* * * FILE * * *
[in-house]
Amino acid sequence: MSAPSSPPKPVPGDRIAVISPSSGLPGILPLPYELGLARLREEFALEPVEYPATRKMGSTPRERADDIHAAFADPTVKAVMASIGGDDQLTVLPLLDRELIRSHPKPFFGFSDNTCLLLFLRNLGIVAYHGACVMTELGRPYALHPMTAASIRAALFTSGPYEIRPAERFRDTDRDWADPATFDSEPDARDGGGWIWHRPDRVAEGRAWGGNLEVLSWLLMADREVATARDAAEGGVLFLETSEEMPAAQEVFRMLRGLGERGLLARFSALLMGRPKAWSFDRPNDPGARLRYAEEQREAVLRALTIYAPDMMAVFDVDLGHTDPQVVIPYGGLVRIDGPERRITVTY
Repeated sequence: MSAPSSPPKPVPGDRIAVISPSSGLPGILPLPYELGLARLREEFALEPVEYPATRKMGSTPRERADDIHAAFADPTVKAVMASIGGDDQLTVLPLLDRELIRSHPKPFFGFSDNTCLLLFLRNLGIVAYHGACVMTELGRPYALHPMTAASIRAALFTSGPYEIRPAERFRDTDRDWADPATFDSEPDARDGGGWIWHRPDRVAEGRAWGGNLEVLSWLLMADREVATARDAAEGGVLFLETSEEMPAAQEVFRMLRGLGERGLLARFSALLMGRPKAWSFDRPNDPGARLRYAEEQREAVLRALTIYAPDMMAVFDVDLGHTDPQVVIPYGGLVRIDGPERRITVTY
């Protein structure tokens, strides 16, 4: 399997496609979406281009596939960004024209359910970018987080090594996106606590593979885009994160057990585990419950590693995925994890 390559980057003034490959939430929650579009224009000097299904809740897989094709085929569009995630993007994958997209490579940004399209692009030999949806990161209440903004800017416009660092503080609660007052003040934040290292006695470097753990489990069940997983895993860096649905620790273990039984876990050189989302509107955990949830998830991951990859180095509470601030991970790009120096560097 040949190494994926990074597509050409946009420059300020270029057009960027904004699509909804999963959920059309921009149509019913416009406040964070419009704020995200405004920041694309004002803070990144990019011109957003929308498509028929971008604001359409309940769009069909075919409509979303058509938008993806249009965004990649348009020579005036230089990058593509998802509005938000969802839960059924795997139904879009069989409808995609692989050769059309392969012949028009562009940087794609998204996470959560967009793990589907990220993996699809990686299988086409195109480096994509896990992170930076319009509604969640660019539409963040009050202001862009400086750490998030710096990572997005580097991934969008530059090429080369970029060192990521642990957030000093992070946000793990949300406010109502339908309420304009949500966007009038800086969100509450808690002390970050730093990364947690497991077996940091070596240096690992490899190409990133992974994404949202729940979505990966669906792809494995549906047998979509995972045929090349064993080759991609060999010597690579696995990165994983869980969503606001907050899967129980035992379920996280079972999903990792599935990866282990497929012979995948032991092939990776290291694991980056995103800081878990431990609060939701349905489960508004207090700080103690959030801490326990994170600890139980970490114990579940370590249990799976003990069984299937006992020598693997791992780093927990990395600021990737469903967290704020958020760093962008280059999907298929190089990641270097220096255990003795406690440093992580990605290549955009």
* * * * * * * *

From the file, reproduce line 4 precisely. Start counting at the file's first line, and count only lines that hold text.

């Protein structure tokens, strides 16, 4: 399997496609979406281009596939960004024209359910970018987080090594996106606590593979885009994160057990585990419950590693995925994890 390559980057003034490959939430929650579009224009000097299904809740897989094709085929569009995630993007994958997209490579940004399209692009030999949806990161209440903004800017416009660092503080609660007052003040934040290292006695470097753990489990069940997983895993860096649905620790273990039984876990050189989302509107955990949830998830991951990859180095509470601030991970790009120096560097 040949190494994926990074597509050409946009420059300020270029057009960027904004699509909804999963959920059309921009149509019913416009406040964070419009704020995200405004920041694309004002803070990144990019011109957003929308498509028929971008604001359409309940769009069909075919409509979303058509938008993806249009965004990649348009020579005036230089990058593509998802509005938000969802839960059924795997139904879009069989409808995609692989050769059309392969012949028009562009940087794609998204996470959560967009793990589907990220993996699809990686299988086409195109480096994509896990992170930076319009509604969640660019539409963040009050202001862009400086750490998030710096990572997005580097991934969008530059090429080369970029060192990521642990957030000093992070946000793990949300406010109502339908309420304009949500966007009038800086969100509450808690002390970050730093990364947690497991077996940091070596240096690992490899190409990133992974994404949202729940979505990966669906792809494995549906047998979509995972045929090349064993080759991609060999010597690579696995990165994983869980969503606001907050899967129980035992379920996280079972999903990792599935990866282990497929012979995948032991092939990776290291694991980056995103800081878990431990609060939701349905489960508004207090700080103690959030801490326990994170600890139980970490114990579940370590249990799976003990069984299937006992020598693997791992780093927990990395600021990737469903967290704020958020760093962008280059999907298929190089990641270097220096255990003795406690440093992580990605290549955009």